Satisfying the Demand for News
“ALL Athenians and the foreigners sojourning there would spend their leisure time at nothing but telling something or listening to something new,” reported the chronicler Luke almost 2,000 years ago. (Acts 17:21) A century earlier the Roman government, recognizing the public appetite for news, had begun displaying Acta Diurna, daily bulletins, in prominent places.
By the seventh century, the Chinese were producing the world’s first printed newspaper, called Dibao (Pao). In Europe, where many people were then still illiterate, traveling storytellers spread accounts of wars, calamities, crimes, and other matters. Later, handwritten and woodcut-illustrated newssheets regarding such things were sold in public markets and at fairs.
In time, trading houses enriched their business letters with important news items. Eventually, these items appeared on an extra sheet called nova (news), which could be circulated.
The Birth of Newspapers
At the start of the 17th century, two German newspapers began regular publication. Relation (relating the news), of Strasbourg, was first printed in 1605; Avisa Relation oder Zeitung (news advisory), of Wolfenbüttel, began publication in 1609. The first daily newspaper in Europe was the Einkommende Zeitungen (Incoming News), which appeared in Leipzig, Germany, in 1650.
That first daily paper in Leipzig consisted of four pocket-size pages. These presented news items in random order. Single copies of this paper were fairly inexpensive, but a year’s subscription would cost a well-paid worker a whole month’s wages. Still, the demand for newspapers grew rapidly. By the year 1700, in Germany alone there were between 50 and 60 regular newspapers, and these reached several hundred thousand readers.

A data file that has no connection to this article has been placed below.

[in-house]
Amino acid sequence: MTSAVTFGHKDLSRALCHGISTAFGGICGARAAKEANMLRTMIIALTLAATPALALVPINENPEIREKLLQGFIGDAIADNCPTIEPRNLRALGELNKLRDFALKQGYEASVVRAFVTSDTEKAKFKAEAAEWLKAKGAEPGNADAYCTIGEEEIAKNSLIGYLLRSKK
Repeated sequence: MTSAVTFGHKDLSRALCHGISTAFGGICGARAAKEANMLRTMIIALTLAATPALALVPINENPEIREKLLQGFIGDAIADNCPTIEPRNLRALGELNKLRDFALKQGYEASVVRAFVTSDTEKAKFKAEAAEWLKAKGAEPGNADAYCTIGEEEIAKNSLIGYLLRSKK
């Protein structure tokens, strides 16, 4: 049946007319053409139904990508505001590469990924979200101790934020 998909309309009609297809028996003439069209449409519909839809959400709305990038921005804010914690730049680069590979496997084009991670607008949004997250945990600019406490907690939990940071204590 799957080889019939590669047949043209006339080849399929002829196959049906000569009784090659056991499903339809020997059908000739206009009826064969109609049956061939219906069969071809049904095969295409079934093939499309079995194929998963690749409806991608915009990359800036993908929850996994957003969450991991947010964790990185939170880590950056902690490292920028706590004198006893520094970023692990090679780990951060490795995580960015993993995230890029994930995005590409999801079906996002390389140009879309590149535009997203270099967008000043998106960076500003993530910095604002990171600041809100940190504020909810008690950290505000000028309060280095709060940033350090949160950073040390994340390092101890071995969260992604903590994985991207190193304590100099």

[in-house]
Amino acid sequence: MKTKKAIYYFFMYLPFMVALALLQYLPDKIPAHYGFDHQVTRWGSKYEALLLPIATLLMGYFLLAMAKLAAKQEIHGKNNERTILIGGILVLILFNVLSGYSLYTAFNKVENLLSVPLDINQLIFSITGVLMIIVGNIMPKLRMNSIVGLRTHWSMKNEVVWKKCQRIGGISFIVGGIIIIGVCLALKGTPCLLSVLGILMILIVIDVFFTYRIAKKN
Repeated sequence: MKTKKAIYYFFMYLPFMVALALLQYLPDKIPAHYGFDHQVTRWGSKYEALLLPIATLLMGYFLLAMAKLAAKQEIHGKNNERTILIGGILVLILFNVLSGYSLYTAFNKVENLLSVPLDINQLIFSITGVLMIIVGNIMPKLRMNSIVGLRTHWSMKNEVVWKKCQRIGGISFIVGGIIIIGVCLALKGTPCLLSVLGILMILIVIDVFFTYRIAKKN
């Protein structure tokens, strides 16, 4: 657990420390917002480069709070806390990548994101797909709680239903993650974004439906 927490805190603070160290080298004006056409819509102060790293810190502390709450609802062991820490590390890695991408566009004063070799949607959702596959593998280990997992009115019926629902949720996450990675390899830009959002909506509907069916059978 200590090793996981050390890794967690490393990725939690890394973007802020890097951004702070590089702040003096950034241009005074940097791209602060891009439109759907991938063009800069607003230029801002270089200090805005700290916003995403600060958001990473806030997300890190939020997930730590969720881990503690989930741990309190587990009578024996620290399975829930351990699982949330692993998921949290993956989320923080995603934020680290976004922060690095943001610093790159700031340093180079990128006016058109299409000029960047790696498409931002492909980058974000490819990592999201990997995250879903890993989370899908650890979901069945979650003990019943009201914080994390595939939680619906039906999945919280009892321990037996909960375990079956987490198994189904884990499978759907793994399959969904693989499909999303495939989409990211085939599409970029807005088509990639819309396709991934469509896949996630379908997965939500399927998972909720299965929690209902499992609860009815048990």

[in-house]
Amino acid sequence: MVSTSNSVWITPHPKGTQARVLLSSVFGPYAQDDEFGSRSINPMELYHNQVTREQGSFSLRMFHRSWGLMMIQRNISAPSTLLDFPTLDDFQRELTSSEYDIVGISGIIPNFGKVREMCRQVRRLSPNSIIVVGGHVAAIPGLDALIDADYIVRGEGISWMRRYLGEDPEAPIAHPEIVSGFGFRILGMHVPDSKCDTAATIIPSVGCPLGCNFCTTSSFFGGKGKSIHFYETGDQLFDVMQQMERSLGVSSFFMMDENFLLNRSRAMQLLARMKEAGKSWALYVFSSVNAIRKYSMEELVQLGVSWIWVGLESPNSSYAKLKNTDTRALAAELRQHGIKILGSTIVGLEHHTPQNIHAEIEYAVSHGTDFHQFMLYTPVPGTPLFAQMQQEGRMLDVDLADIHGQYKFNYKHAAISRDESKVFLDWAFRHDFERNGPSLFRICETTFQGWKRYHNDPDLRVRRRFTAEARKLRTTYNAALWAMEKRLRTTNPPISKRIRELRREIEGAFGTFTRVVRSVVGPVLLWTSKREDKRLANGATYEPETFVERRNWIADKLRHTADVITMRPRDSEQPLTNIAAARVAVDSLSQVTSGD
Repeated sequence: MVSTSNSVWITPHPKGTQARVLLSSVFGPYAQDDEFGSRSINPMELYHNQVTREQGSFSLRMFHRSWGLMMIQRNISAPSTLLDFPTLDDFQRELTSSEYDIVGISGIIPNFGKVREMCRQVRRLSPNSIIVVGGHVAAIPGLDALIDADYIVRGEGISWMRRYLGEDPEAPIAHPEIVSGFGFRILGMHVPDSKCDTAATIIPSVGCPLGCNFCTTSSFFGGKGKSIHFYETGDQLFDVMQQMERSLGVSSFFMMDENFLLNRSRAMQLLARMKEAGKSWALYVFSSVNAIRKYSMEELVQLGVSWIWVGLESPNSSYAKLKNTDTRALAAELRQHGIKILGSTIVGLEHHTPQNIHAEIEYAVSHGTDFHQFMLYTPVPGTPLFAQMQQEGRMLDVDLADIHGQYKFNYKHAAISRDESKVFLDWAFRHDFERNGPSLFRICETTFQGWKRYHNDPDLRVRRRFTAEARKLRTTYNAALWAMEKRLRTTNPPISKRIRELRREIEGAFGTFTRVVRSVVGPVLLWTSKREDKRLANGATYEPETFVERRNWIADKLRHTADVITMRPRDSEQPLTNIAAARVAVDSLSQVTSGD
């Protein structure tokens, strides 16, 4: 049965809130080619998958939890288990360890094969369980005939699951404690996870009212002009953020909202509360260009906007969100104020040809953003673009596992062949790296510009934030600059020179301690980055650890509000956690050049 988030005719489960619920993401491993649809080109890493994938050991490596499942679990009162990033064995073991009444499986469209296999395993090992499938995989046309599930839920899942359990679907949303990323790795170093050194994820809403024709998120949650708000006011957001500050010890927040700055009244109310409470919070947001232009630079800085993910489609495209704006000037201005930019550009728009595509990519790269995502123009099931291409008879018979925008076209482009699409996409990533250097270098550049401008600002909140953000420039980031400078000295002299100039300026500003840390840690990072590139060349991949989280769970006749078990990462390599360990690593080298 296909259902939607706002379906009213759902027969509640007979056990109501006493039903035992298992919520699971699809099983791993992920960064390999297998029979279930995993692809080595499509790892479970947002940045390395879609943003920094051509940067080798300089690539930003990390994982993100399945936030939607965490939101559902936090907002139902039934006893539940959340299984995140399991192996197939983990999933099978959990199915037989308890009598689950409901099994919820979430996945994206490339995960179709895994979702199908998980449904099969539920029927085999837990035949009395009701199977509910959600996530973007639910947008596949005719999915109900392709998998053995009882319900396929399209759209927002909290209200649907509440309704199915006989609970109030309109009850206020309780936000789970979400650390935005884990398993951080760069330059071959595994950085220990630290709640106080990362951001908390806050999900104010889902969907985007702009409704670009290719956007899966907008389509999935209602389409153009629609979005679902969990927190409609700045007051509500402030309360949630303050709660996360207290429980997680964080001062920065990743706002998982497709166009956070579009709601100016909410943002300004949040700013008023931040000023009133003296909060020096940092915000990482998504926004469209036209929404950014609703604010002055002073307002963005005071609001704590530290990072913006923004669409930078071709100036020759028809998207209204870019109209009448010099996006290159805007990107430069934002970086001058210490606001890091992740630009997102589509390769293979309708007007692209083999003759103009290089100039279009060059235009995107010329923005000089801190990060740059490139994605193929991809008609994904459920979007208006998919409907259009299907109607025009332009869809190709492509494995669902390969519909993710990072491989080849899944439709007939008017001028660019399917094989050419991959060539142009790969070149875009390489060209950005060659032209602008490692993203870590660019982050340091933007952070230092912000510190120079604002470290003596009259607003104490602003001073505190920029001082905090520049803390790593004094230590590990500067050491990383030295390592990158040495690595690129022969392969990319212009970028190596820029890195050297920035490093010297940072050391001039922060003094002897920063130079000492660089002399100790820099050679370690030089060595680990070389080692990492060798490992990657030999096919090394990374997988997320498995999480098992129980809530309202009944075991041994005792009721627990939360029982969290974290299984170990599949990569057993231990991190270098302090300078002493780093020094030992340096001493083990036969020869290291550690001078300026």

At first, news sources were letters, other newspapers, postmasters who received news by mail and reproduced it, or simply gossip picked up by newsmen in public places. With growing competition, however, publishers worked on improving the quantity and quality of the news. They hired their first professional editors. And because most publishers could not afford an extensive network of news sources and journalists, the appetite for news led to the formation of news agencies for gathering and distributing news to subscribing publishers.
Vital Contributing Inventions
The newspaper business would not have been possible without important inventions, especially Johannes Gutenberg’s method of printing with movable type. Further inventions made newspaper production practical and affordable. In the 1860’s, for example, the web rotary press made it possible to print on a continuous roll of paper rather than on separate sheets. Shortly afterward, the Linotype machine was used to compose metal type into pages for printing. Then, in the latter half of the 20th century, computer typesetting replaced costly hand work.
In the meantime, news itself traveled ever faster as the telegraph began to come into common use in the 1840’s, typewriters in the 1870’s, and the telephone at about the same time. More recently, in the lifetime of millions now living, the use of computers, e-mail, and fax machines has become common in the newspaper business. Reporters arrive at the scene of their story ever sooner—by rail, automobile, and airplane. And speedy transport now delivers ever more newspapers.
What Gets Into the Paper?
Finding enough news is not a problem in many places in our ever-shrinking world. “The difficulty lies more in selecting from a vast and never-ending torrent of news,” according to the editors of the Frankfurter Allgemeine Zeitung. News agencies flood Germany’s newspapers with some 2,000 items each day. Reporters, correspondents, news broadcasts, and other sources inundate newspaper editors even further.